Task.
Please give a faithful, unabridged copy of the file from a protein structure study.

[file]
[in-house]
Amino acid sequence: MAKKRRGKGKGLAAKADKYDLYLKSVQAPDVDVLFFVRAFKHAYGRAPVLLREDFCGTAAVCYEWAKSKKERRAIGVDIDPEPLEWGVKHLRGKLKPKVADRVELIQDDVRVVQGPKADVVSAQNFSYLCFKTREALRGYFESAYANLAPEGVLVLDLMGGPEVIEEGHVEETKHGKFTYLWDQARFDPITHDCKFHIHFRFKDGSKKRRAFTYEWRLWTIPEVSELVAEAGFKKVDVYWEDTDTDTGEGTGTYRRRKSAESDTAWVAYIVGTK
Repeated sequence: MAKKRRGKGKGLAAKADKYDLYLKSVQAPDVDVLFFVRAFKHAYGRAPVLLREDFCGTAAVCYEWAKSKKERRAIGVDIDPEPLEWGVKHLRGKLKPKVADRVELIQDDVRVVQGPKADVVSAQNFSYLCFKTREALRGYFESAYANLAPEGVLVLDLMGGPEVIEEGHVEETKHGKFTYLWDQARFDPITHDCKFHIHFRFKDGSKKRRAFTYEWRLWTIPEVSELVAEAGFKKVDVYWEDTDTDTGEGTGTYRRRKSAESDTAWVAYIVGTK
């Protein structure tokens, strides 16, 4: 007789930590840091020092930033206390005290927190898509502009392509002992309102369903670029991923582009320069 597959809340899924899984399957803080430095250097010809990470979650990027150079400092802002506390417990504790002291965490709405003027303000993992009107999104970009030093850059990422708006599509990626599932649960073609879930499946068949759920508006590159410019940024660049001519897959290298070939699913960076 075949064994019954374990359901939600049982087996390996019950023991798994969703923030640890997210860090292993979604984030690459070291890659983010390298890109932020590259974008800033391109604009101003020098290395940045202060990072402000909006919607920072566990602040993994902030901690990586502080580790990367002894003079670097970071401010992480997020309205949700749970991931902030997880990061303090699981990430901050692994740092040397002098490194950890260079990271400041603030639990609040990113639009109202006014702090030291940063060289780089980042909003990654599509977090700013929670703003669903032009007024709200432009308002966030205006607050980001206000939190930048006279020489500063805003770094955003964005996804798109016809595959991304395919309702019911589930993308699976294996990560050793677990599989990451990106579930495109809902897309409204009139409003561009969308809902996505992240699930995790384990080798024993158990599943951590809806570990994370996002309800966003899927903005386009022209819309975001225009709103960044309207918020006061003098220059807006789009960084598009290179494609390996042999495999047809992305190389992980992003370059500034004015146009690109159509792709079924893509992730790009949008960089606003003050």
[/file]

[in-house]
Amino acid sequence: MAKKRRGKGKGLAAKADKYDLYLKSVQAPDVDVLFFVRAFKHAYGRAPVLLREDFCGTAAVCYEWAKSKKERRAIGVDIDPEPLEWGVKHLRGKLKPKVADRVELIQDDVRVVQGPKADVVSAQNFSYLCFKTREALRGYFESAYANLAPEGVLVLDLMGGPEVIEEGHVEETKHGKFTYLWDQARFDPITHDCKFHIHFRFKDGSKKRRAFTYEWRLWTIPEVSELVAEAGFKKVDVYWEDTDTDTGEGTGTYRRRKSAESDTAWVAYIVGTK
Repeated sequence: MAKKRRGKGKGLAAKADKYDLYLKSVQAPDVDVLFFVRAFKHAYGRAPVLLREDFCGTAAVCYEWAKSKKERRAIGVDIDPEPLEWGVKHLRGKLKPKVADRVELIQDDVRVVQGPKADVVSAQNFSYLCFKTREALRGYFESAYANLAPEGVLVLDLMGGPEVIEEGHVEETKHGKFTYLWDQARFDPITHDCKFHIHFRFKDGSKKRRAFTYEWRLWTIPEVSELVAEAGFKKVDVYWEDTDTDTGEGTGTYRRRKSAESDTAWVAYIVGTK
């Protein structure tokens, strides 16, 4: 007789930590840091020092930033206390005290927190898509502009392509002992309102369903670029991923582009320069 597959809340899924899984399957803080430095250097010809990470979650990027150079400092802002506390417990504790002291965490709405003027303000993992009107999104970009030093850059990422708006599509990626599932649960073609879930499946068949759920508006590159410019940024660049001519897959290298070939699913960076 075949064994019954374990359901939600049982087996390996019950023991798994969703923030640890997210860090292993979604984030690459070291890659983010390298890109932020590259974008800033391109604009101003020098290395940045202060990072402000909006919607920072566990602040993994902030901690990586502080580790990367002894003079670097970071401010992480997020309205949700749970991931902030997880990061303090699981990430901050692994740092040397002098490194950890260079990271400041603030639990609040990113639009109202006014702090030291940063060289780089980042909003990654599509977090700013929670703003669903032009007024709200432009308002966030205006607050980001206000939190930048006279020489500063805003770094955003964005996804798109016809595959991304395919309702019911589930993308699976294996990560050793677990599989990451990106579930495109809902897309409204009139409003561009969308809902996505992240699930995790384990080798024993158990599943951590809806570990994370996002309800966003899927903005386009022209819309975001225009709103960044309207918020006061003098220059807006789009960084598009290179494609390996042999495999047809992305190389992980992003370059500034004015146009690109159509792709079924893509992730790009949008960089606003003050």